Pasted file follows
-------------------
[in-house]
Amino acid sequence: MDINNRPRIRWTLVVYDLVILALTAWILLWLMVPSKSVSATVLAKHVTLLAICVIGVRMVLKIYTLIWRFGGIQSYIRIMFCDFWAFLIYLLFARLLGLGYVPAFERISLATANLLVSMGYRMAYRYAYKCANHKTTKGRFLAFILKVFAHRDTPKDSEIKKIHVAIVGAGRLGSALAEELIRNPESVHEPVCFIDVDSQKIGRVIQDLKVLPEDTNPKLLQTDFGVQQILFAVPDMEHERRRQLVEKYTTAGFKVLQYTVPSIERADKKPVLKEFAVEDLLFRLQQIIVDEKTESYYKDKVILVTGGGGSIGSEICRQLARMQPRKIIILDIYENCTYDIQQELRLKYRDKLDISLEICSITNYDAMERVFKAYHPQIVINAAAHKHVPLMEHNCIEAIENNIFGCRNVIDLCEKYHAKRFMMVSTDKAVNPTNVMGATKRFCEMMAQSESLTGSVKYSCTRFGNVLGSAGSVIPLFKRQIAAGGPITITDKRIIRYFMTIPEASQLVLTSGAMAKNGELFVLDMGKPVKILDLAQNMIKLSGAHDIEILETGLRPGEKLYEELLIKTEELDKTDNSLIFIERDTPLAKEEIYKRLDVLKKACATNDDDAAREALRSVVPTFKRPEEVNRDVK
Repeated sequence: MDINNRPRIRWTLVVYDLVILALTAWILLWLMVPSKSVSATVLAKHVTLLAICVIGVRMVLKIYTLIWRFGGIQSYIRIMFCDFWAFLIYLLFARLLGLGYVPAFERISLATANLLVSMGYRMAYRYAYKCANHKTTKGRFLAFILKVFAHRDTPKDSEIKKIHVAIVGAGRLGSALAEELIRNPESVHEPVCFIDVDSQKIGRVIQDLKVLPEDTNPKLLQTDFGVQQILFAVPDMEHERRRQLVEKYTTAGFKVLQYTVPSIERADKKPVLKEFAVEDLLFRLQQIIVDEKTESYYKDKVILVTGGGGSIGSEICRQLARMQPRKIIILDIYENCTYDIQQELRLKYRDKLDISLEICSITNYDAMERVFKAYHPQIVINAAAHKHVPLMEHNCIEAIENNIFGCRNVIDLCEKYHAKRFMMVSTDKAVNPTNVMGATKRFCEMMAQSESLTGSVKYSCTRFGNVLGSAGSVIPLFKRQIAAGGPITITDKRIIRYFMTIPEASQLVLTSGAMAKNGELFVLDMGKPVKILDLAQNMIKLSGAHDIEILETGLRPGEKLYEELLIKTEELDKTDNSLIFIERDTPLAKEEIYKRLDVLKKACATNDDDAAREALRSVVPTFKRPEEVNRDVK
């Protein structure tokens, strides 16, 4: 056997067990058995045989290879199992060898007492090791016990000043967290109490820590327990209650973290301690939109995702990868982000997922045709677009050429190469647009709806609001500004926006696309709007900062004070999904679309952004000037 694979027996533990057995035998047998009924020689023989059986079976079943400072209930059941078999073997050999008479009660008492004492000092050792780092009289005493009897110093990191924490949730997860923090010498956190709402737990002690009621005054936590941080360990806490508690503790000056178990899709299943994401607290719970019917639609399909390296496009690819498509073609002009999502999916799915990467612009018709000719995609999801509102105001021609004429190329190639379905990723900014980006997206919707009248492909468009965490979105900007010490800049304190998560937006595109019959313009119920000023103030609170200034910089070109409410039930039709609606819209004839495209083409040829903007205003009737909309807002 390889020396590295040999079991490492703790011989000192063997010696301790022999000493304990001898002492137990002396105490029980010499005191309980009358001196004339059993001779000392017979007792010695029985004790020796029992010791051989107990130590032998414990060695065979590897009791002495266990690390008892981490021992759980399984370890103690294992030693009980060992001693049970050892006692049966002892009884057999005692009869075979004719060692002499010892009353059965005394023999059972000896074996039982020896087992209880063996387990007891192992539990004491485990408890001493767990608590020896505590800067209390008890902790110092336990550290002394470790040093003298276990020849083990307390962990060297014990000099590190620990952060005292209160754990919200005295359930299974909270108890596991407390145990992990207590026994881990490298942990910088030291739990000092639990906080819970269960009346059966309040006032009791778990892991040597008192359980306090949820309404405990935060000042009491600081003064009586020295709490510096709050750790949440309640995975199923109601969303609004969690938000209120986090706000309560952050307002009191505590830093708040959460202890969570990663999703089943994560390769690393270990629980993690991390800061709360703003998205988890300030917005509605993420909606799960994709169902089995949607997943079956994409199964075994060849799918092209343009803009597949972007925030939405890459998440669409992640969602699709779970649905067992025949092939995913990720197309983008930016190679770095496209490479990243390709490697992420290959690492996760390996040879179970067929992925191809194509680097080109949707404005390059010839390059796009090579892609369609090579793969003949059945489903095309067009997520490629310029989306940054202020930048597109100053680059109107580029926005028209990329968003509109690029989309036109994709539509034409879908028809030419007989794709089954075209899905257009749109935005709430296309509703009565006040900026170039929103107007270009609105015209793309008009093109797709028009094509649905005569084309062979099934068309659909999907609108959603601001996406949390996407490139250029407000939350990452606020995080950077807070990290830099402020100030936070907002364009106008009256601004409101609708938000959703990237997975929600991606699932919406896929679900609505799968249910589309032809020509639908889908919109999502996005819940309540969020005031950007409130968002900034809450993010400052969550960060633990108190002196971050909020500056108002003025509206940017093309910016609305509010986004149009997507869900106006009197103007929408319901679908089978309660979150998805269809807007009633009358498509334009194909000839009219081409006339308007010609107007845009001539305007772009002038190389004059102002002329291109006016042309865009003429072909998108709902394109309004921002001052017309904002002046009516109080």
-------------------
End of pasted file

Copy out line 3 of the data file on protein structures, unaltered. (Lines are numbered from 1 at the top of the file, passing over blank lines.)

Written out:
Repeated sequence: MDINNRPRIRWTLVVYDLVILALTAWILLWLMVPSKSVSATVLAKHVTLLAICVIGVRMVLKIYTLIWRFGGIQSYIRIMFCDFWAFLIYLLFARLLGLGYVPAFERISLATANLLVSMGYRMAYRYAYKCANHKTTKGRFLAFILKVFAHRDTPKDSEIKKIHVAIVGAGRLGSALAEELIRNPESVHEPVCFIDVDSQKIGRVIQDLKVLPEDTNPKLLQTDFGVQQILFAVPDMEHERRRQLVEKYTTAGFKVLQYTVPSIERADKKPVLKEFAVEDLLFRLQQIIVDEKTESYYKDKVILVTGGGGSIGSEICRQLARMQPRKIIILDIYENCTYDIQQELRLKYRDKLDISLEICSITNYDAMERVFKAYHPQIVINAAAHKHVPLMEHNCIEAIENNIFGCRNVIDLCEKYHAKRFMMVSTDKAVNPTNVMGATKRFCEMMAQSESLTGSVKYSCTRFGNVLGSAGSVIPLFKRQIAAGGPITITDKRIIRYFMTIPEASQLVLTSGAMAKNGELFVLDMGKPVKILDLAQNMIKLSGAHDIEILETGLRPGEKLYEELLIKTEELDKTDNSLIFIERDTPLAKEEIYKRLDVLKKACATNDDDAAREALRSVVPTFKRPEEVNRDVK